A previously healthy 6-year-old boy presented with new onset seizure activity and altered mental status. His prehospital course included prolonged fever, vague abdominal complaints, and unusual behavior. Neurological testing was unrevealing, and his symptoms slowly improved without intervention. His primary pediatrician had ordered serum antibody titers to Bartonella henselae for testing of prolonged fever in the setting of exposure to a kitten; these were found to be positive for both immunoglobulin G and immunoglobulin M. Further examination for organ involvement revealed splenic and liver micro-abscesses. After completion of his antibiotic course, the patient returned to his cognitive and neurologic baseline with resolution of his abdominal abscesses. This case emphasizes the importance of obtaining a thorough exposure history when evaluating for infectious causes of encephalitis.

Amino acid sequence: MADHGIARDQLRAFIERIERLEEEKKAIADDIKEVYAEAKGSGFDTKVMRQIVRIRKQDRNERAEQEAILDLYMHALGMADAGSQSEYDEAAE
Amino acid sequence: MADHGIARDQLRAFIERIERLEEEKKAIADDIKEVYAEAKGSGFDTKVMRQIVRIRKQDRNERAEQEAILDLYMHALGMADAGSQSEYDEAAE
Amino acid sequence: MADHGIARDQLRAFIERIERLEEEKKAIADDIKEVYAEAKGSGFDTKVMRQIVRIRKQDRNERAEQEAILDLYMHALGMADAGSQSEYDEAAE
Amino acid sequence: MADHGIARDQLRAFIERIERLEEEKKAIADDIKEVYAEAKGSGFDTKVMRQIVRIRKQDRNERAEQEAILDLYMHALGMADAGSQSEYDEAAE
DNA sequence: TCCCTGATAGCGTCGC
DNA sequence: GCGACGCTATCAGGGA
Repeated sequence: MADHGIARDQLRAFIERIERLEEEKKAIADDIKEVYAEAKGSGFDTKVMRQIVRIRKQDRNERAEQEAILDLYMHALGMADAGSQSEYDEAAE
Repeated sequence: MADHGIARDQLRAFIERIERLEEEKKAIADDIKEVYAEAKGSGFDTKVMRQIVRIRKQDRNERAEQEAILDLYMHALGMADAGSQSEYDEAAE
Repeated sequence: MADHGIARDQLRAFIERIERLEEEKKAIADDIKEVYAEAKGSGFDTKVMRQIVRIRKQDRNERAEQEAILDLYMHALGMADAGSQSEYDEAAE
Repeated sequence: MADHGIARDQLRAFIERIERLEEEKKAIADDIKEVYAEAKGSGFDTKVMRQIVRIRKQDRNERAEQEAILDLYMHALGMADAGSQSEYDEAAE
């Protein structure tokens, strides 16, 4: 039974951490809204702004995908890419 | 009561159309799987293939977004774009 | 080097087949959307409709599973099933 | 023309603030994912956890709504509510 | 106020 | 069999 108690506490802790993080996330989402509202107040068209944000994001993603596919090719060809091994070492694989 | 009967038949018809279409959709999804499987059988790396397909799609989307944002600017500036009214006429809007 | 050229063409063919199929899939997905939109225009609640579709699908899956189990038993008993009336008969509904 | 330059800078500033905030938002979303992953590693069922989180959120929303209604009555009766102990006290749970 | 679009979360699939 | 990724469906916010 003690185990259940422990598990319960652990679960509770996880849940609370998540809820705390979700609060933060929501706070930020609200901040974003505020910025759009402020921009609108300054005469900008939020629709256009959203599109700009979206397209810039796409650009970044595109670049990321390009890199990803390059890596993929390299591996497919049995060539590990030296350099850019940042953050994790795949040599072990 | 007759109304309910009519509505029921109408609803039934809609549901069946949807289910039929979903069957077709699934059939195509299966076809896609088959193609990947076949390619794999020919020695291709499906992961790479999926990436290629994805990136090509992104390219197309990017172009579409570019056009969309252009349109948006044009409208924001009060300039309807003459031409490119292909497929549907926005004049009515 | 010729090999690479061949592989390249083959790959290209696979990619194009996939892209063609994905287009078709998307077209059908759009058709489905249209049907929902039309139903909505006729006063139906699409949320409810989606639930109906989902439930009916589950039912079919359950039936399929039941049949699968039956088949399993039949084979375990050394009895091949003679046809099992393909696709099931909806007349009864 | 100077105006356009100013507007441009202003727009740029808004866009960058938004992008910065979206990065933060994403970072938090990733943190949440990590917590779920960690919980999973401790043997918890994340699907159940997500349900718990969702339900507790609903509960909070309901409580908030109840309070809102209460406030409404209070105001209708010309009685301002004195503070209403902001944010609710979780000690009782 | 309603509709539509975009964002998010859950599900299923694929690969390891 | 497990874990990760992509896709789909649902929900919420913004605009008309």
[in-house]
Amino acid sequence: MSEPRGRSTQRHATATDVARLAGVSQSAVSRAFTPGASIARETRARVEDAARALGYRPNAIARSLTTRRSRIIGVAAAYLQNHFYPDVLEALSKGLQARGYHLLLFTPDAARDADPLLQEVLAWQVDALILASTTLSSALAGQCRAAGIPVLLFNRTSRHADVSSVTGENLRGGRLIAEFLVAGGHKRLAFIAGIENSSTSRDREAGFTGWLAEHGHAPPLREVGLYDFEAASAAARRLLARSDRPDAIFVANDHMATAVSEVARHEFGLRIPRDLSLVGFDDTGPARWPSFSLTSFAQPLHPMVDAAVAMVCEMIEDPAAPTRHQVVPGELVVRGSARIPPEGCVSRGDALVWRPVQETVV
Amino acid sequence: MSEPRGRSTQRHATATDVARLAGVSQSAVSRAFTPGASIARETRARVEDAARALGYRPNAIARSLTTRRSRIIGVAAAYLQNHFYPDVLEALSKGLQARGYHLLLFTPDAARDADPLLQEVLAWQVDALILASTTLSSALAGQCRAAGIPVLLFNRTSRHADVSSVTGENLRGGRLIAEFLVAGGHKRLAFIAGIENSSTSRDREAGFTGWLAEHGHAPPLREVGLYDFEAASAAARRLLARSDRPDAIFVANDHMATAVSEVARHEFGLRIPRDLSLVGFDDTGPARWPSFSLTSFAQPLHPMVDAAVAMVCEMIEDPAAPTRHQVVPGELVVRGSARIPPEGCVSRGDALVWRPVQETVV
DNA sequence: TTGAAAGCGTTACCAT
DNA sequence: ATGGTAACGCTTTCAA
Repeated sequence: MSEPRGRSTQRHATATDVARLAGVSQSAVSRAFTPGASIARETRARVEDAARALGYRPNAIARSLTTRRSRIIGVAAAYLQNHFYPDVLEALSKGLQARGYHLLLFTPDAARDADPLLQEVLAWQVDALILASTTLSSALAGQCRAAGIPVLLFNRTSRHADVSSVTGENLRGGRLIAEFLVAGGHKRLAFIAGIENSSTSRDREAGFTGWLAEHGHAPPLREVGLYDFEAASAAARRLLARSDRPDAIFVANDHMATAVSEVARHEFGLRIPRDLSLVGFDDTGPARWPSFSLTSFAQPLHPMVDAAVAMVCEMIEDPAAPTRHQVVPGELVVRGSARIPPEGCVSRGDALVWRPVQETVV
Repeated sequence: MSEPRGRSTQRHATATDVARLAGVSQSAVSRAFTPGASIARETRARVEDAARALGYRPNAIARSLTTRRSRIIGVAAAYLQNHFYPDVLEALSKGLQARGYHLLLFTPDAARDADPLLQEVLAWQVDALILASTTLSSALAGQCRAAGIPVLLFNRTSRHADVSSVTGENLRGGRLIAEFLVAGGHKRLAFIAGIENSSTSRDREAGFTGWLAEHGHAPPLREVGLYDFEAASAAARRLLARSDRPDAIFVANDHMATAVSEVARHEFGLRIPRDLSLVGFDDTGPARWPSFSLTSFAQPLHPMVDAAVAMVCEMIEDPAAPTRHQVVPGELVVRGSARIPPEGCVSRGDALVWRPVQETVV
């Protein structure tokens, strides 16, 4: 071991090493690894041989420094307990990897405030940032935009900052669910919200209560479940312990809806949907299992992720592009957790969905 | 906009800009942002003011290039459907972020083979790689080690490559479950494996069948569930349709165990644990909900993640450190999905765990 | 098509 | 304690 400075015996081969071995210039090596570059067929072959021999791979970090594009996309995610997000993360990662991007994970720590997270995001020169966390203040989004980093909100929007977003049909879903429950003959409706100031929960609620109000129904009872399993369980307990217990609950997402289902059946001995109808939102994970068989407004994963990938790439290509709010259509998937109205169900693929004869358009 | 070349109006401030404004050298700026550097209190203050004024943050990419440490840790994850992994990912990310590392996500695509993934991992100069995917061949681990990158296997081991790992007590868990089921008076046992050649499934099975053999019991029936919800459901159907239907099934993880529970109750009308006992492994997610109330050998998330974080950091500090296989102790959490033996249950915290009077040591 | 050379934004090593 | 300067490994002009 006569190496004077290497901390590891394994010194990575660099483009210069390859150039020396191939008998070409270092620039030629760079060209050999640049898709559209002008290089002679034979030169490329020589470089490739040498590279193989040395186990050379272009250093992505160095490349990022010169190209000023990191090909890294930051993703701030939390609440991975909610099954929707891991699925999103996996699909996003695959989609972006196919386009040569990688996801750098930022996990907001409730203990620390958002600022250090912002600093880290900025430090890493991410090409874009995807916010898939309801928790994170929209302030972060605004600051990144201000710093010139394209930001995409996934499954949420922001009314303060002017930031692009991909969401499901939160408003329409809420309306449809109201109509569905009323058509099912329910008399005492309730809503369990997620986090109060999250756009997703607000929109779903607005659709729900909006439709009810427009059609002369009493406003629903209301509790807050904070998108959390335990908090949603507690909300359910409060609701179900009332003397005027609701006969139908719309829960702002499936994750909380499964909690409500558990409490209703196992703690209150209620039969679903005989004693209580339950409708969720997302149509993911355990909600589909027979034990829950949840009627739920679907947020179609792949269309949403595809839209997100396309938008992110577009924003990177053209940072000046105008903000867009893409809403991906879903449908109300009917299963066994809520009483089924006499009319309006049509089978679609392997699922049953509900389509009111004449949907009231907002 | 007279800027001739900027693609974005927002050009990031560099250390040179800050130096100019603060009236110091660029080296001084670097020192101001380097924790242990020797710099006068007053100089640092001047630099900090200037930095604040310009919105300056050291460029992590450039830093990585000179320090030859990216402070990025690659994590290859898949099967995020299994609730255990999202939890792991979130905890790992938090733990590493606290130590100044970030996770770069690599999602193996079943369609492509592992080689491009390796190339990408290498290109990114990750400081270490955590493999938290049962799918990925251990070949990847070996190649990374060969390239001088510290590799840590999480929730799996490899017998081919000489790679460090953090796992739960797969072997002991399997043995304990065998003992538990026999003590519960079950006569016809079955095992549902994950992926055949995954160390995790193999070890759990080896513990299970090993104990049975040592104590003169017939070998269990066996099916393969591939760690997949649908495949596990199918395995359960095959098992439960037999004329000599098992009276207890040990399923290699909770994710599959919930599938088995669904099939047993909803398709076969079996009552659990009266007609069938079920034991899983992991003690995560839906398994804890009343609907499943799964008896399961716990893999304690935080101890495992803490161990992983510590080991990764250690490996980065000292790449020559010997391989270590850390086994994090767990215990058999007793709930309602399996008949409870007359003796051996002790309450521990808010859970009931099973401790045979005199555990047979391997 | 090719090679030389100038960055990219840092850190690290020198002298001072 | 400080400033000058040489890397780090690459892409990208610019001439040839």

ASJC Scopus subject areas
- Pediatrics, Perinatology, and Child Health